Table of Contents

Prehospital and enroute care.
Combat triage and mass casualty management.
Initial management priorities: beyond ABCDE.
Damage control resuscitation.
To operate or image?: pulling the trigger.
Ultrasound in combat trauma.
The bowel: contamination, colostomies, and combat surgery.
Liver and spleen injury management in combat (old school).
Pancreatic and duodenal injuries (sleep when you can ...).
Operative management of renal injuries.
Major abdominal vascular trauma.
To close or not to close: managing the open abdomen.
Choice of thoracic incision.
Lung injuries in combat.
Diagnosis and management of penetrating cardiac injury.
Thoracic vascular injuries: operative management in "enemy territory".
Chest wall and diaphragm injury.
Soft tissue wounds and fasciotomies.
Extremity injuries and open fractures.
Mangled extremities and amputations.
Peripheral vascular injuries.
The neck.
Geritourinary injuries (excluding kidney).
Neurosurgery for dummies.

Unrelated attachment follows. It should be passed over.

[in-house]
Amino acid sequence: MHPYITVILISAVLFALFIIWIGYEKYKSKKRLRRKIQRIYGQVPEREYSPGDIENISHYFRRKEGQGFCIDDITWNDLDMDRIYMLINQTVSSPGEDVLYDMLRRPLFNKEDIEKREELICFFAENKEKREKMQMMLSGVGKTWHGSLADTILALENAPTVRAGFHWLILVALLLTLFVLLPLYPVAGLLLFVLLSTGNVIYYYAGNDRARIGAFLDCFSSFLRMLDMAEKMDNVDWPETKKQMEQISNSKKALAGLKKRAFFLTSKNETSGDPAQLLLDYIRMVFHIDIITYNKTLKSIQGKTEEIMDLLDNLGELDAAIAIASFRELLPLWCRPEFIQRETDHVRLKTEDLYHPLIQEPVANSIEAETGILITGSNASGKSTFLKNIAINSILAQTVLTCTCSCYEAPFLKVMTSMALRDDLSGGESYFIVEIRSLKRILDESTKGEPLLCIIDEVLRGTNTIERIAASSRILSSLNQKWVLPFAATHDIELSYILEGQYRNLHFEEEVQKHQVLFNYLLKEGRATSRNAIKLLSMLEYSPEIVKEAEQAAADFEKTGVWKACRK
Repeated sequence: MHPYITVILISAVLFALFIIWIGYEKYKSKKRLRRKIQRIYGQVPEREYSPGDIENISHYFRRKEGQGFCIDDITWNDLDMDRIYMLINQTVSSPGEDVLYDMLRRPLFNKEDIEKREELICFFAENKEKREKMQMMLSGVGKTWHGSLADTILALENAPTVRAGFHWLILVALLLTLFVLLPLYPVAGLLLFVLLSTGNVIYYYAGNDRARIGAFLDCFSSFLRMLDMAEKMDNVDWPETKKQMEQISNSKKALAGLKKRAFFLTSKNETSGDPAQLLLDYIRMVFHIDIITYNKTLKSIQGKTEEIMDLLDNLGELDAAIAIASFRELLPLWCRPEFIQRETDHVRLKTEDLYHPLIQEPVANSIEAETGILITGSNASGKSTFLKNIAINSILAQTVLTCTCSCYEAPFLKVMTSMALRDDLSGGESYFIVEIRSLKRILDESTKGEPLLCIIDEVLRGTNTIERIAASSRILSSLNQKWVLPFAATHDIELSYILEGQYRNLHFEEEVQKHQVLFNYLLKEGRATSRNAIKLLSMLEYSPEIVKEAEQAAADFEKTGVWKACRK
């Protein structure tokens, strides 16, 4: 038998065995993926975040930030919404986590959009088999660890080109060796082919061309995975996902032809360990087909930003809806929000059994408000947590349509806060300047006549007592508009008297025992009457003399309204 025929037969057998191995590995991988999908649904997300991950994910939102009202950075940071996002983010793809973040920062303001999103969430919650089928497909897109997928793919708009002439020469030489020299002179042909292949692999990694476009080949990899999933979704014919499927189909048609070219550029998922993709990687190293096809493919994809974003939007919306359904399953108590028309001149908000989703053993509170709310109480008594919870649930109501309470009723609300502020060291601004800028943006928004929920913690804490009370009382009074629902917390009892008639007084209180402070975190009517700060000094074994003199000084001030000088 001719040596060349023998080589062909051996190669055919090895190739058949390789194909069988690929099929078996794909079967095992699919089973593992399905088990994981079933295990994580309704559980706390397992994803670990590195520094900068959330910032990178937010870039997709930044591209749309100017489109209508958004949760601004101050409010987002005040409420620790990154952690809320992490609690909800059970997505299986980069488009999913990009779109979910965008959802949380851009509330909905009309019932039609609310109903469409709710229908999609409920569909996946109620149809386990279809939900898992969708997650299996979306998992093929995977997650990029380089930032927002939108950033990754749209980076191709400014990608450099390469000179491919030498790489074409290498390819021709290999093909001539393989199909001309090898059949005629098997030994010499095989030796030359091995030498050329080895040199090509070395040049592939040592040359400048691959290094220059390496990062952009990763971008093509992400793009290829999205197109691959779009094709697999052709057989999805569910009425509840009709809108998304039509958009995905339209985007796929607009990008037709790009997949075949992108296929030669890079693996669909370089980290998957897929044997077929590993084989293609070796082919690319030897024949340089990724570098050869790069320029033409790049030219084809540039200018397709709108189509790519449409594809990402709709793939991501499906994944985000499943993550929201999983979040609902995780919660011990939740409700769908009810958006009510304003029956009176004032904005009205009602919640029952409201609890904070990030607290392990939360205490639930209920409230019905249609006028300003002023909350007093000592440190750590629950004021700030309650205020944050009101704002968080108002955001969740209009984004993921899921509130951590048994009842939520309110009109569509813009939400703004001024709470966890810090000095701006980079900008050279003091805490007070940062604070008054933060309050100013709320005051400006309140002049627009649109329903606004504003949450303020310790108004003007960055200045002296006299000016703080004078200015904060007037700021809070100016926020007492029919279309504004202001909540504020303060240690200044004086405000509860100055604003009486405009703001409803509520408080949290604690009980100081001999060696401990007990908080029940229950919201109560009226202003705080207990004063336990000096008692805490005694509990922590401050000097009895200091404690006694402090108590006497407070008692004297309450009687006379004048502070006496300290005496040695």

Spine injuries.
Face, eye, and ear injuries.
Burn care in the field hospital.
The pediatric patient in wartime.
The combat ICU team.
Postoperative resuscitation.
Ventilator management: a practical approach to respiratory failure in combat casualties.
Practical approach to combat-related infections and antibiotics.
Stabilization and transfer from the far forward environment.
Humanitarian and local national care.
Expectant and end of life care in a combat zone. Both editors are active duty officers and surgeons in the U.S. Army. Dr. Martin is a fellowship trained trauma surgeon who is currently the Trauma Medical Director at Madigan Army Medical Center. He has served as the Chief of Surgery with the 47th Combat Support Hospital (CSH) in Tikrit, Iraq in 2005 to 2006, and most recently as the Chief of Trauma and General Surgery with the 28th CSH in Baghdad, Iraq in 2007 to 2008. He has published multiple peer-reviewed journal articles and surgical chapters. He presented his latest work analyzing trauma-related deaths in the current war and strategies t.